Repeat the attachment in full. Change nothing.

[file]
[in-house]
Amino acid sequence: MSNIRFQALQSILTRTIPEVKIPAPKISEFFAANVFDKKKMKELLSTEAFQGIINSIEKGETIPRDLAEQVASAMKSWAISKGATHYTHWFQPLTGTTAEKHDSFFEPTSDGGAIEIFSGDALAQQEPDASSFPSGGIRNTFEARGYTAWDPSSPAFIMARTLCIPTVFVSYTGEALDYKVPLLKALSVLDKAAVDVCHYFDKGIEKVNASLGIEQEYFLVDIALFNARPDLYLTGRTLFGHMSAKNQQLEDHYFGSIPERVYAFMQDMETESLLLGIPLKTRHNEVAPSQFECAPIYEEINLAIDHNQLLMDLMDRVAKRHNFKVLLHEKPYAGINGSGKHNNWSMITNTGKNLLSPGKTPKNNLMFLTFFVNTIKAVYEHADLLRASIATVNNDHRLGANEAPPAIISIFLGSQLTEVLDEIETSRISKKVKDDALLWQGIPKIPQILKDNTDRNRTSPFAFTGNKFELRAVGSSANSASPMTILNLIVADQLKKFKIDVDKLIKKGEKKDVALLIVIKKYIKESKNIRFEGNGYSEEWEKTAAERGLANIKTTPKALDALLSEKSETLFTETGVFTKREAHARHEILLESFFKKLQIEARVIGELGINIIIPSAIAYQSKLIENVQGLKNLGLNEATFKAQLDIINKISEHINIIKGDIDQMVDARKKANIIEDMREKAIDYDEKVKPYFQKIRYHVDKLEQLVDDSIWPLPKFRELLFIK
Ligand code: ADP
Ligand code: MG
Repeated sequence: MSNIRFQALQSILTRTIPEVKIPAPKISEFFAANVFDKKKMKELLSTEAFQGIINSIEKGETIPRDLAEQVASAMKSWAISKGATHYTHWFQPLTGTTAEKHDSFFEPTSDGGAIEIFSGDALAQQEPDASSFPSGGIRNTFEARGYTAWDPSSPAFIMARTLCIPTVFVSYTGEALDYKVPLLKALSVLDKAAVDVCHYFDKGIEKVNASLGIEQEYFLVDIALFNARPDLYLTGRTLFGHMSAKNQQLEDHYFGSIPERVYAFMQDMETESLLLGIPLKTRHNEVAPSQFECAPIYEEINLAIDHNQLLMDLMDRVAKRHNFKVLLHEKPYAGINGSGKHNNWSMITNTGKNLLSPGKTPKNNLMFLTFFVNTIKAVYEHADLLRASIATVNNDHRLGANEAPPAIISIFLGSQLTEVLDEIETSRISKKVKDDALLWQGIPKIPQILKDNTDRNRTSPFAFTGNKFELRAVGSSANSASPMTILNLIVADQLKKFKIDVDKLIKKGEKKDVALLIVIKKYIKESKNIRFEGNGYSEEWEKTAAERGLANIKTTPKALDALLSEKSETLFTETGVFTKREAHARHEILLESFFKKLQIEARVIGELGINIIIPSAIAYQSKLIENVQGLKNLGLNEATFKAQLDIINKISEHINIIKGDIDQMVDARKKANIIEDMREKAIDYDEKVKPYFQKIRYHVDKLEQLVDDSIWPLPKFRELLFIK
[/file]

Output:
[in-house]
Amino acid sequence: MSNIRFQALQSILTRTIPEVKIPAPKISEFFAANVFDKKKMKELLSTEAFQGIINSIEKGETIPRDLAEQVASAMKSWAISKGATHYTHWFQPLTGTTAEKHDSFFEPTSDGGAIEIFSGDALAQQEPDASSFPSGGIRNTFEARGYTAWDPSSPAFIMARTLCIPTVFVSYTGEALDYKVPLLKALSVLDKAAVDVCHYFDKGIEKVNASLGIEQEYFLVDIALFNARPDLYLTGRTLFGHMSAKNQQLEDHYFGSIPERVYAFMQDMETESLLLGIPLKTRHNEVAPSQFECAPIYEEINLAIDHNQLLMDLMDRVAKRHNFKVLLHEKPYAGINGSGKHNNWSMITNTGKNLLSPGKTPKNNLMFLTFFVNTIKAVYEHADLLRASIATVNNDHRLGANEAPPAIISIFLGSQLTEVLDEIETSRISKKVKDDALLWQGIPKIPQILKDNTDRNRTSPFAFTGNKFELRAVGSSANSASPMTILNLIVADQLKKFKIDVDKLIKKGEKKDVALLIVIKKYIKESKNIRFEGNGYSEEWEKTAAERGLANIKTTPKALDALLSEKSETLFTETGVFTKREAHARHEILLESFFKKLQIEARVIGELGINIIIPSAIAYQSKLIENVQGLKNLGLNEATFKAQLDIINKISEHINIIKGDIDQMVDARKKANIIEDMREKAIDYDEKVKPYFQKIRYHVDKLEQLVDDSIWPLPKFRELLFIK
Ligand code: ADP
Ligand code: MG
Repeated sequence: MSNIRFQALQSILTRTIPEVKIPAPKISEFFAANVFDKKKMKELLSTEAFQGIINSIEKGETIPRDLAEQVASAMKSWAISKGATHYTHWFQPLTGTTAEKHDSFFEPTSDGGAIEIFSGDALAQQEPDASSFPSGGIRNTFEARGYTAWDPSSPAFIMARTLCIPTVFVSYTGEALDYKVPLLKALSVLDKAAVDVCHYFDKGIEKVNASLGIEQEYFLVDIALFNARPDLYLTGRTLFGHMSAKNQQLEDHYFGSIPERVYAFMQDMETESLLLGIPLKTRHNEVAPSQFECAPIYEEINLAIDHNQLLMDLMDRVAKRHNFKVLLHEKPYAGINGSGKHNNWSMITNTGKNLLSPGKTPKNNLMFLTFFVNTIKAVYEHADLLRASIATVNNDHRLGANEAPPAIISIFLGSQLTEVLDEIETSRISKKVKDDALLWQGIPKIPQILKDNTDRNRTSPFAFTGNKFELRAVGSSANSASPMTILNLIVADQLKKFKIDVDKLIKKGEKKDVALLIVIKKYIKESKNIRFEGNGYSEEWEKTAAERGLANIKTTPKALDALLSEKSETLFTETGVFTKREAHARHEILLESFFKKLQIEARVIGELGINIIIPSAIAYQSKLIENVQGLKNLGLNEATFKAQLDIINKISEHINIIKGDIDQMVDARKKANIIEDMREKAIDYDEKVKPYFQKIRYHVDKLEQLVDDSIWPLPKFRELLFIK